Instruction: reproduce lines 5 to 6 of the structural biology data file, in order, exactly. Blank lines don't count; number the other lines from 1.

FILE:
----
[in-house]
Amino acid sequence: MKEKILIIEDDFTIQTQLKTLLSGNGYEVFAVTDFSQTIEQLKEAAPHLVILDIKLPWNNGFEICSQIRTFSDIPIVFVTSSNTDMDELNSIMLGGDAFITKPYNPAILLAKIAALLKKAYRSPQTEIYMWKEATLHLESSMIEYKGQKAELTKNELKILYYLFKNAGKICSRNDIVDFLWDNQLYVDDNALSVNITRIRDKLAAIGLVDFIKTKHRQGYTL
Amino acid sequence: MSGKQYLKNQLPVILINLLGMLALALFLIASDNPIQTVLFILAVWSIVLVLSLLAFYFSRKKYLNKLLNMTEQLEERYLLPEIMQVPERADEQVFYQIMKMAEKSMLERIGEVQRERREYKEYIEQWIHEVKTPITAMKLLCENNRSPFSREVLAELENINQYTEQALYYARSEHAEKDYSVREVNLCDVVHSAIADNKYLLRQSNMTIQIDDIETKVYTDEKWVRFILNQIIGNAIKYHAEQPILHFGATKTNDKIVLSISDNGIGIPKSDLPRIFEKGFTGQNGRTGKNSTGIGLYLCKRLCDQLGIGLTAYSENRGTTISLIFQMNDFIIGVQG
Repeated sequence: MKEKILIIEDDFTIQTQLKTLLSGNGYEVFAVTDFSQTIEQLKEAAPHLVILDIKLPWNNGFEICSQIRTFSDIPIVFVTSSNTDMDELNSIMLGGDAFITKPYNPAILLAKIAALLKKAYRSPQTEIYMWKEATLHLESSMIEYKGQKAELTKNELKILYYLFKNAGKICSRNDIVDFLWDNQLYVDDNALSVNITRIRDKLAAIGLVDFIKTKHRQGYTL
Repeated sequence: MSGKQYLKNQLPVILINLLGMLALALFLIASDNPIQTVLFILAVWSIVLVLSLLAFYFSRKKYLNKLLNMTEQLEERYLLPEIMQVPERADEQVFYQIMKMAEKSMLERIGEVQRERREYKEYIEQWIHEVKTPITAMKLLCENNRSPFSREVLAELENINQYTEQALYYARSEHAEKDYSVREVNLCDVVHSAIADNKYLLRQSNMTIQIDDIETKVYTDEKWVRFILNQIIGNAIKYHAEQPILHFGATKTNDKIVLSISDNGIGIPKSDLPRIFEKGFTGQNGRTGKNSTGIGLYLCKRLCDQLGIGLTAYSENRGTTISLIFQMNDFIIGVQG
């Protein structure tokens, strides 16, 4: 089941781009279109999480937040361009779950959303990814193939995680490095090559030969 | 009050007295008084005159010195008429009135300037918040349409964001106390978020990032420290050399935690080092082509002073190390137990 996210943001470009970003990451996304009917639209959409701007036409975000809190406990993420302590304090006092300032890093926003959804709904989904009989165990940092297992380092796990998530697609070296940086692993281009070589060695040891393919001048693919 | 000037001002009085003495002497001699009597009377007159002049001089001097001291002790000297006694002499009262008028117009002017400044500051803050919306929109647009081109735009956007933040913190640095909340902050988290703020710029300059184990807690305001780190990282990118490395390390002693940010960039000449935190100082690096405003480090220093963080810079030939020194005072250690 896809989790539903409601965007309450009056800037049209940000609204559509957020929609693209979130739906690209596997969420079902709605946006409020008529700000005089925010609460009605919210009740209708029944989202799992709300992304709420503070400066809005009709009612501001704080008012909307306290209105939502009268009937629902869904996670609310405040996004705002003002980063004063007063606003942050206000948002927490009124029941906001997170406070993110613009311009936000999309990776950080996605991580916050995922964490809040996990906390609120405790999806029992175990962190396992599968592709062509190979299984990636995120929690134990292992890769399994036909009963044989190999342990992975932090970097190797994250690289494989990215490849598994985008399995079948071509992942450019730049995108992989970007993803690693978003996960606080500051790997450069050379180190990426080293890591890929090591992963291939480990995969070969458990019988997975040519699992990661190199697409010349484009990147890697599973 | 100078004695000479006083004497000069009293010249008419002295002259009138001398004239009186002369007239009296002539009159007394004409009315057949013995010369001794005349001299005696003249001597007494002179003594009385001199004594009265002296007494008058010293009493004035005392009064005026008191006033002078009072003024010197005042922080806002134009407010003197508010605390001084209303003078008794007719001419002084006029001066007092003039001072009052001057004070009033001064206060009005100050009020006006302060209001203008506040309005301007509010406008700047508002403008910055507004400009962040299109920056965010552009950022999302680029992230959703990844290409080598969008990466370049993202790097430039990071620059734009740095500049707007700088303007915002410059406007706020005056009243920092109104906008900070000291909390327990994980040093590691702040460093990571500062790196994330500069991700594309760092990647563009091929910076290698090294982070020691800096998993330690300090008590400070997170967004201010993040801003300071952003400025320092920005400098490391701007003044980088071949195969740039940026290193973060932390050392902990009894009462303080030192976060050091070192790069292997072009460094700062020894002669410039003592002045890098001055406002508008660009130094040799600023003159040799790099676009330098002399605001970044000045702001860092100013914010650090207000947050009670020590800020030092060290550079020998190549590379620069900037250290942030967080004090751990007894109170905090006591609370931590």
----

Repeated sequence: MSGKQYLKNQLPVILINLLGMLALALFLIASDNPIQTVLFILAVWSIVLVLSLLAFYFSRKKYLNKLLNMTEQLEERYLLPEIMQVPERADEQVFYQIMKMAEKSMLERIGEVQRERREYKEYIEQWIHEVKTPITAMKLLCENNRSPFSREVLAELENINQYTEQALYYARSEHAEKDYSVREVNLCDVVHSAIADNKYLLRQSNMTIQIDDIETKVYTDEKWVRFILNQIIGNAIKYHAEQPILHFGATKTNDKIVLSISDNGIGIPKSDLPRIFEKGFTGQNGRTGKNSTGIGLYLCKRLCDQLGIGLTAYSENRGTTISLIFQMNDFIIGVQG
């Protein structure tokens, strides 16, 4: 089941781009279109999480937040361009779950959303990814193939995680490095090559030969 | 009050007295008084005159010195008429009135300037918040349409964001106390978020990032420290050399935690080092082509002073190390137990 996210943001470009970003990451996304009917639209959409701007036409975000809190406990993420302590304090006092300032890093926003959804709904989904009989165990940092297992380092796990998530697609070296940086692993281009070589060695040891393919001048693919 | 000037001002009085003495002497001699009597009377007159002049001089001097001291002790000297006694002499009262008028117009002017400044500051803050919306929109647009081109735009956007933040913190640095909340902050988290703020710029300059184990807690305001780190990282990118490395390390002693940010960039000449935190100082690096405003480090220093963080810079030939020194005072250690 896809989790539903409601965007309450009056800037049209940000609204559509957020929609693209979130739906690209596997969420079902709605946006409020008529700000005089925010609460009605919210009740209708029944989202799992709300992304709420503070400066809005009709009612501001704080008012909307306290209105939502009268009937629902869904996670609310405040996004705002003002980063004063007063606003942050206000948002927490009124029941906001997170406070993110613009311009936000999309990776950080996605991580916050995922964490809040996990906390609120405790999806029992175990962190396992599968592709062509190979299984990636995120929690134990292992890769399994036909009963044989190999342990992975932090970097190797994250690289494989990215490849598994985008399995079948071509992942450019730049995108992989970007993803690693978003996960606080500051790997450069050379180190990426080293890591890929090591992963291939480990995969070969458990019988997975040519699992990661190199697409010349484009990147890697599973 | 100078004695000479006083004497000069009293010249008419002295002259009138001398004239009186002369007239009296002539009159007394004409009315057949013995010369001794005349001299005696003249001597007494002179003594009385001199004594009265002296007494008058010293009493004035005392009064005026008191006033002078009072003024010197005042922080806002134009407010003197508010605390001084209303003078008794007719001419002084006029001066007092003039001072009052001057004070009033001064206060009005100050009020006006302060209001203008506040309005301007509010406008700047508002403008910055507004400009962040299109920056965010552009950022999302680029992230959703990844290409080598969008990466370049993202790097430039990071620059734009740095500049707007700088303007915002410059406007706020005056009243920092109104906008900070000291909390327990994980040093590691702040460093990571500062790196994330500069991700594309760092990647563009091929910076290698090294982070020691800096998993330690300090008590400070997170967004201010993040801003300071952003400025320092920005400098490391701007003044980088071949195969740039940026290193973060932390050392902990009894009462303080030192976060050091070192790069292997072009460094700062020894002669410039003592002045890098001055406002508008660009130094040799600023003159040799790099676009330098002399605001970044000045702001860092100013914010650090207000947050009670020590800020030092060290550079020998190549590379620069900037250290942030967080004090751990007894109170905090006591609370931590």